Lungworm - is your dog at risk

This life-threatening lungworm Angiostrongylus vasorum is carried by slugs and snails. If your dog could swallow one of these common garden visitors there is a risk it could become infected.

Foxes can also become infected and they play a role in the spread of infection.

Lungwom is a life-threatening disease and with cases being more widely reported it is a problem that appears to be on the increase, with the lungworm becoming more widespread in the UK- the reason of this is unknown but could possibly be due to climate change.

There are two main problems caused by dogs becoming infected with lungworm:

Infection with lungworm can cause serious health problems in dogs, and is often fatal if not diagnosed and treated.

Dogs infected with lungworm spread the parasite into the environment, as the larvae of the parasite are expelled in the dog’s faeces. This increases the chances of other dogs becoming infected.

What are the signs my dog has lungworm? 

Dogs of all ages and breeds can become infected with lungworm. However, younger dogs seem to be more prone to picking up the parasite. Dogs known to eat slugs and snails should also be considered high risk.

Lungworm infections can result in a number of different signs which may easily be confused with other illnesses. If your dog is displaying any of the signs below, consult your veterinary surgeon immediately.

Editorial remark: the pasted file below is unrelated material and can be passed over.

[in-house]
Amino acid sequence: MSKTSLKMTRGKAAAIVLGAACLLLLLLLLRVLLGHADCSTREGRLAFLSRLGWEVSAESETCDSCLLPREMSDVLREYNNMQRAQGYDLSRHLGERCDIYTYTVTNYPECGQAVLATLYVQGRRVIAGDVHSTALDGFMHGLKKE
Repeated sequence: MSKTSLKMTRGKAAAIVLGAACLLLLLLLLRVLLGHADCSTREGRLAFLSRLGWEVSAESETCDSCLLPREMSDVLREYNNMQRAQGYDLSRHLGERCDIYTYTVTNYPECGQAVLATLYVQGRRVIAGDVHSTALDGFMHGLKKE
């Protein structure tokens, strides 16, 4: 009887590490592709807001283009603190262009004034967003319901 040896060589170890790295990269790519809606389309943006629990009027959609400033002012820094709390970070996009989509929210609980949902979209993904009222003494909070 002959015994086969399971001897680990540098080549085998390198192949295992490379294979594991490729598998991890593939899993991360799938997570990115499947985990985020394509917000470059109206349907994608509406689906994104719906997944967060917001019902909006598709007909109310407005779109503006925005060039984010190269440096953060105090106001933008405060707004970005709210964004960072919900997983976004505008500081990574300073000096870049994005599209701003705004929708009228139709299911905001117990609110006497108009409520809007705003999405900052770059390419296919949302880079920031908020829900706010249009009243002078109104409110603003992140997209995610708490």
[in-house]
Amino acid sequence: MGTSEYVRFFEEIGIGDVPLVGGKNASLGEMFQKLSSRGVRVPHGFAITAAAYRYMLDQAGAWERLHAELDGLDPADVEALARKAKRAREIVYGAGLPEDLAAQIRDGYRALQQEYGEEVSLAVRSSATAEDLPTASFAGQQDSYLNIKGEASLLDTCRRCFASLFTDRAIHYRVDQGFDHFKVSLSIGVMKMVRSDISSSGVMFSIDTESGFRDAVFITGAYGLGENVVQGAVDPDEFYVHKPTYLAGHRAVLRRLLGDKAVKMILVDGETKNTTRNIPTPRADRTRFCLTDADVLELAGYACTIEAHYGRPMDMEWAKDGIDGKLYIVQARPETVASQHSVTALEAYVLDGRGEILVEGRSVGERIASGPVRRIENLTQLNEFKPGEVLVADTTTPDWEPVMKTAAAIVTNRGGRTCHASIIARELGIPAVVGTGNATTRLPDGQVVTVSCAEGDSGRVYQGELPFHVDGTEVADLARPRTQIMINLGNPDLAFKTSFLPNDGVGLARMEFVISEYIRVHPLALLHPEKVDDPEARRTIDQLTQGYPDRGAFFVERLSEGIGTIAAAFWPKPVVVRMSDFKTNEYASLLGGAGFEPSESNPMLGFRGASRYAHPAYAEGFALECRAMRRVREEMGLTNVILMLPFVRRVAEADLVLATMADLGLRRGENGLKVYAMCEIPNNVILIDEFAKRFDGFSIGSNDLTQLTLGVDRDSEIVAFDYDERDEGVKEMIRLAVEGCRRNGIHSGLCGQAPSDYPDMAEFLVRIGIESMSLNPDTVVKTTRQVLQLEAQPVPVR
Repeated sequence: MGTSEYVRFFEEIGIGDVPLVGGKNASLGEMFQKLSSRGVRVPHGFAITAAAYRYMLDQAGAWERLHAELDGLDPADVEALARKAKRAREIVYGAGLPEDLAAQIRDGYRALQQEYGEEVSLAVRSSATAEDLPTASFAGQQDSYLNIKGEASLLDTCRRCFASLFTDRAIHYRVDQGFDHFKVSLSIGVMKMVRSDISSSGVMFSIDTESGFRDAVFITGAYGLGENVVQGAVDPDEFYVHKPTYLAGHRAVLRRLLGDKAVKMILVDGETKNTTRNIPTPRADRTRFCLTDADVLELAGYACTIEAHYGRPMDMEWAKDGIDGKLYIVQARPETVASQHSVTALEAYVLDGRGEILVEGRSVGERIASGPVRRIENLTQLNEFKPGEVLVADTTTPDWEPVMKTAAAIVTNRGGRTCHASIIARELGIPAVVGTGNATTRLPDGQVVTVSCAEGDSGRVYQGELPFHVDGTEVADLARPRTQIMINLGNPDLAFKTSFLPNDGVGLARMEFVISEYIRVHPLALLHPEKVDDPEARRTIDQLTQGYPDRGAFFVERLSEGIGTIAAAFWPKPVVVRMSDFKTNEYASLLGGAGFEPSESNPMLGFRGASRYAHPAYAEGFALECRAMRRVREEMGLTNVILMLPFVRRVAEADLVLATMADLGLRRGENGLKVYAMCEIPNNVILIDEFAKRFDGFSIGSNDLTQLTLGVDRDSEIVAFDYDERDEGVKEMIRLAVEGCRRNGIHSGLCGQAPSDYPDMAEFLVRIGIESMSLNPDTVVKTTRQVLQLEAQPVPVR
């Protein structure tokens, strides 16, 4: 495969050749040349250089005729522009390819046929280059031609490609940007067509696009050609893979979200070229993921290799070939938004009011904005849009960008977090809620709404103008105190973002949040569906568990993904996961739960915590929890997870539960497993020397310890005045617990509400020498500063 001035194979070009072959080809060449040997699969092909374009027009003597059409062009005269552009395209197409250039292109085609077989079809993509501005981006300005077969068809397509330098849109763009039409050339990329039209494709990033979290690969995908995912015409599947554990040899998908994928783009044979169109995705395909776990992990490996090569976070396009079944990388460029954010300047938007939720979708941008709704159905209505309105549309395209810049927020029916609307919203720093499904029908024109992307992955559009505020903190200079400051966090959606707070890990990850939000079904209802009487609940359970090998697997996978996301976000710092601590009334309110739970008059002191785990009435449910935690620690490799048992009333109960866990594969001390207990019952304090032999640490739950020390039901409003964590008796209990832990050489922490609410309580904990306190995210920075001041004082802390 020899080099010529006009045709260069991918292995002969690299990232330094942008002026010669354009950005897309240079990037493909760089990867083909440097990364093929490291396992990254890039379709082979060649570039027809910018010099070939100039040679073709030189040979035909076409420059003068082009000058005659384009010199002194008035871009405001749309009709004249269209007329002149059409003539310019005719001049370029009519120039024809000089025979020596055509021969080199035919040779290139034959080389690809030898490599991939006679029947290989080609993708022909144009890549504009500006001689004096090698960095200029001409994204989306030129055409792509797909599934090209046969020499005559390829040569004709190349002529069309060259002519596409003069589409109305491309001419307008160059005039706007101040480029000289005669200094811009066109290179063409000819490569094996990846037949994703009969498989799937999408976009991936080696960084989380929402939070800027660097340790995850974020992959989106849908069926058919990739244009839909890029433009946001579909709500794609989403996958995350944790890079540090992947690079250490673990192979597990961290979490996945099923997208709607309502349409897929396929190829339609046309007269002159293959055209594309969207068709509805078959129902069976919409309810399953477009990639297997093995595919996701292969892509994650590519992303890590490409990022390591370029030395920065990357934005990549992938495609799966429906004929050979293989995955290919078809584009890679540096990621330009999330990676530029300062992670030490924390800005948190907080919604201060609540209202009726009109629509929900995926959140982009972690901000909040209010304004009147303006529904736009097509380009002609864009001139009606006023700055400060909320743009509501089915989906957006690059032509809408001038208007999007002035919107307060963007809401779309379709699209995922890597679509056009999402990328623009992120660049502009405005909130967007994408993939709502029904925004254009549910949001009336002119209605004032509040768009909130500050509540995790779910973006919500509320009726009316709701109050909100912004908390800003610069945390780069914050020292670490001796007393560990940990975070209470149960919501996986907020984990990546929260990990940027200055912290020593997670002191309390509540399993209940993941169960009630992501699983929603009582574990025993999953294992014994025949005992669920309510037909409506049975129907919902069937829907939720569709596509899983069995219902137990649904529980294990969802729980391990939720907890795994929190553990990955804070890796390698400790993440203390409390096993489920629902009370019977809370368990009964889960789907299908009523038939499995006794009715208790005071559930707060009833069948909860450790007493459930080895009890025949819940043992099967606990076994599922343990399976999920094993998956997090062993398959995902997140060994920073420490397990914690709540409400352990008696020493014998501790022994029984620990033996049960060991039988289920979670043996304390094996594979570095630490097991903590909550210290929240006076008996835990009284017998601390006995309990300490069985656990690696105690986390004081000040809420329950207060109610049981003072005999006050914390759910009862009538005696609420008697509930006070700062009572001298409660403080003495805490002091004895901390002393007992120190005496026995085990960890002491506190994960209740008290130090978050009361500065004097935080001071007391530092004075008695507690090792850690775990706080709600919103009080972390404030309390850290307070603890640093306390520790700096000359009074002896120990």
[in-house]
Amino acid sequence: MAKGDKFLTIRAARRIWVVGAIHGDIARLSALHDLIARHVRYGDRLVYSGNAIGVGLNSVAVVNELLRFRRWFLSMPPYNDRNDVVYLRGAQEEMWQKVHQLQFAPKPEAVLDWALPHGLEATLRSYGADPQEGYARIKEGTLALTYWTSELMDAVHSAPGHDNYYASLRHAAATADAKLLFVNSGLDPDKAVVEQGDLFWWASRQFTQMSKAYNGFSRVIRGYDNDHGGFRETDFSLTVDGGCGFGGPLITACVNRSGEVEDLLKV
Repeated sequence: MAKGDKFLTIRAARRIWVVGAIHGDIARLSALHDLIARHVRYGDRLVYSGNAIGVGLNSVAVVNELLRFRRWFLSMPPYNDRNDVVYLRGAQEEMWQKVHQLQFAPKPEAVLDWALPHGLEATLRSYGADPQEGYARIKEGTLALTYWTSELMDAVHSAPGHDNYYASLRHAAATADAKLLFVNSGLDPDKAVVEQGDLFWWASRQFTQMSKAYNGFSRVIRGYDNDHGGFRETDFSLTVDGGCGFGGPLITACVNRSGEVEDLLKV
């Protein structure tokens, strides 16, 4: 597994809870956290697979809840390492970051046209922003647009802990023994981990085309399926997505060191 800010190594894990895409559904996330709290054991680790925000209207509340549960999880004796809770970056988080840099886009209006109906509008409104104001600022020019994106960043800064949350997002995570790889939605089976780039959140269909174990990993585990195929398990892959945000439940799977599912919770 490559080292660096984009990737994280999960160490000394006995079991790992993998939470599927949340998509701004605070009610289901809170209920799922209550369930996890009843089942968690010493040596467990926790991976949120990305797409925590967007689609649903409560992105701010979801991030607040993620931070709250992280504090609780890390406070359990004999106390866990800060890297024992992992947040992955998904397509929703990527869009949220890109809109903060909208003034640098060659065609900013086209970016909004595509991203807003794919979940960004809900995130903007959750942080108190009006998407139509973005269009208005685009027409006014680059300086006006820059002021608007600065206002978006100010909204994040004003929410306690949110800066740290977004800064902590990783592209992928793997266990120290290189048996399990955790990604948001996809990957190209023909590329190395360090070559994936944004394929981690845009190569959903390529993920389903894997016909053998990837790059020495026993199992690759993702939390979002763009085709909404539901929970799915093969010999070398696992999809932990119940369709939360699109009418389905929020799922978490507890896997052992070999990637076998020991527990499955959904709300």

Breathing problems

  • Coughing or tiring easily

Poor blood clotting

  • Excessive bleeding from even minor wounds/cuts
  • Nose bleed, bleeding into the eye, anaemia (paleness around the eyes gums)
  • Weight loss
  • Poor appetite
  • Vomiting
  • Diarrhoea

Changes in behaviour

  • Depression
  • Tiring easily
  • Seizures (fits)

There are some dogs which don’t initially show outward signs of lungworm infection. Your veterinary surgeon can perform tests which may help detect if your dog is infected with the lungworm parasite, if you are concerned.

Prevention and Treatment

It is important to recognise that lungworm is not prevented or treated by the conventional use of worming tablets when given every three months, or even every month.

Thankfully, treatment of lungworm infection in dogs is widely available and easy to administer. Once diagnosed and treated, most dogs make a full recovery. The key to successful treatment is taking action early.

If you are concerned your dog has picked up, or is at risk from, picking up a lungworm infection, speak to your veterinary surgeon without delay.

Prevention and Treatment of Angiostrongylus vasorum

Your vet can prescribe a specific spot-on solution to treat this parasite, which is applied to the back of the neck.

Applied monthly this product can also prevent the establishment of infection with Angiostrongylus vasorum. Speak to your veterinary surgeon for further advice.

What else can I do?

Your veterinary surgeon can recommend a parasite control programme that takes into account the risk of your dog becoming infected with lungworm.

If your dog eats slugs or snails, but is not showing any symptoms, arrange a check up with your veterinary surgeon as a precaution.

If your dog has had lungworm your vet may recommend regular check ups to allow early detection if your dog becomes re infected.

If you own a number of dogs and one becomes infected, make your veterinary surgeon aware as he or she may want to examine other dogs which share its environment.

In line with preventing worm infestations in your pets and family (the lungworm Angiostrongylus vasorum does not infect humans), keep your garden and surrounding areas as free as possible from dog mess.